Meet the photographer shining a light on queer, black identities
For photographer Lola Flash, there is “no separation between work and activism.”
Based in New York, Flash’s photography focuses on capturing queer, black identities and offers a “new way of seeing” some of the most marginalised members of society. She will be giving a talk about her work on Monday (July 23) at Autograph, a London art organisation dedicated to presenting art surrounding social justice and human rights.
“My work is not just about visibility, but also about raising the bar and exposing a reality that is not new, but has been highly overlooked,” she said in a statement to PinkNews.
Flash’s portrait subjects are often members of the LGBT+ community who have complex, intersectional identities. Her goal is to challenge stereotypes pertaining to gender, sexual, and racial issues.
“Photography continues to engage me in the process of making images of those that are deemed marginal. These images invite the eye to admire beauty that flourishes in life’s interstitial spaces.
“It is my aim to make us visible, in a way that we are not.”Flash started using a camera as a child, but became more involved with photography when she picked it as a major while studying at the Maryland Institute College of Art. There, she deepened her appreciation of photography as a visual form of representation, using it to present her perspective as a queer black woman.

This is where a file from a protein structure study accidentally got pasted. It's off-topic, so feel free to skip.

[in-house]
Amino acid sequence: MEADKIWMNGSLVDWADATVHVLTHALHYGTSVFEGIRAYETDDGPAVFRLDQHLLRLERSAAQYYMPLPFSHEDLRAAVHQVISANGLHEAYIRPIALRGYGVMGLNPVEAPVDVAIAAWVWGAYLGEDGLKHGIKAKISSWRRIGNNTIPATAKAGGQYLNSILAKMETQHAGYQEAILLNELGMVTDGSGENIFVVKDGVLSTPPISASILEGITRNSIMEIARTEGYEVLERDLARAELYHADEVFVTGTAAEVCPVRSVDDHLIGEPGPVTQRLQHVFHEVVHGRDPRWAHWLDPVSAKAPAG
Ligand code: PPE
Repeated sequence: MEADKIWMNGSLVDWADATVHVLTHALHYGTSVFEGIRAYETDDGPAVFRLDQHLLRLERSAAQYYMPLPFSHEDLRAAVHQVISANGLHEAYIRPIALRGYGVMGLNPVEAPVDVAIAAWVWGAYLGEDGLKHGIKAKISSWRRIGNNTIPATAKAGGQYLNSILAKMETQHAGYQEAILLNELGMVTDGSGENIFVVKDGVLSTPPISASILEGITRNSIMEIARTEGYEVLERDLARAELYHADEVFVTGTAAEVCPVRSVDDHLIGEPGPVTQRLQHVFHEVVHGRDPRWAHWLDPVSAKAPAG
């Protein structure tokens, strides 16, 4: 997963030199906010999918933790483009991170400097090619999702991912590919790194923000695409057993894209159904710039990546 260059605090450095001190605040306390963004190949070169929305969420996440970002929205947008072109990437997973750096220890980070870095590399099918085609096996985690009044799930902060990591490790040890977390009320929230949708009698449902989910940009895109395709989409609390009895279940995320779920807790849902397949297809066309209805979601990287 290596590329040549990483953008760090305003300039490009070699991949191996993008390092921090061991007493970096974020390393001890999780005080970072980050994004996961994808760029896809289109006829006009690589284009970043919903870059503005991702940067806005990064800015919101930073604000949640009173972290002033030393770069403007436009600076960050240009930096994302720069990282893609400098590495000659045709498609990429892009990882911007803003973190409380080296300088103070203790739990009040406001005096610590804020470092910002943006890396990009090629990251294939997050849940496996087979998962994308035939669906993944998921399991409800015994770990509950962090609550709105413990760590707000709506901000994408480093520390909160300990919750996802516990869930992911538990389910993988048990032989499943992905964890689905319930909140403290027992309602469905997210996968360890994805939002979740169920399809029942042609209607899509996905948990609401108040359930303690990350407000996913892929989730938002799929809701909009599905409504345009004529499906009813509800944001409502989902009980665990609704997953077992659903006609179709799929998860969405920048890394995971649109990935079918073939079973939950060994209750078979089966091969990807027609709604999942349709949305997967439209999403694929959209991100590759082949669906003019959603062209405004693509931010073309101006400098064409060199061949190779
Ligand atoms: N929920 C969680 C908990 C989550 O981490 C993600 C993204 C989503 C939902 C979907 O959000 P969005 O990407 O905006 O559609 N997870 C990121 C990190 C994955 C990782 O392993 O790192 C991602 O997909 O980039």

“I started questioning and exploring race, by creating photographs where the course was totally reversed,” she said. “As an African-American person who grew up with the understanding that black was ‘bad’ and white was ‘good,’ I decided to initiate a different conversation—one where black was good.”
Flash’s work has mostly been set in big cities such as New York and London, where she attended graduate school at London College of Printing, and her photographs have been the centre of social and political movements—including the effort to heighten awareness during the HIV and AIDS crisis. She took part in demonstrations for the direct action campaign AIDS Coalition to Unleash Power (ACT UP) with a camera in her hands at all times.
“For me, there is no separation between my work and activism,” she said. “They are one, and each photograph is definitely a political statement, that then records history and says, ‘We were/are here!'”
Although Flash feels excluded by the art world because of the intersectionality of race, gender and sexuality presented in her portraits, she continues to push inclusion and visibility of ignored existences in photography.
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“I don’t feel the need to judge other artists, but for me, my sole purpose is community service,” she said. “I need to be that person who elevates my people through my photogenic talents.”
The Autograph event follows Flash’s solo exhibition at the Pen + Brush gallery in New York earlier this year and her recent commission by Smithsonian magazine to photograph pioneering black women activists who reformed America’s segregated school system in the 1960s in a series of portraits entitled The Defiant Ones.
“Each portrait is like a word, for a writer, and together they weave a beautiful and epic story,” she said of the project.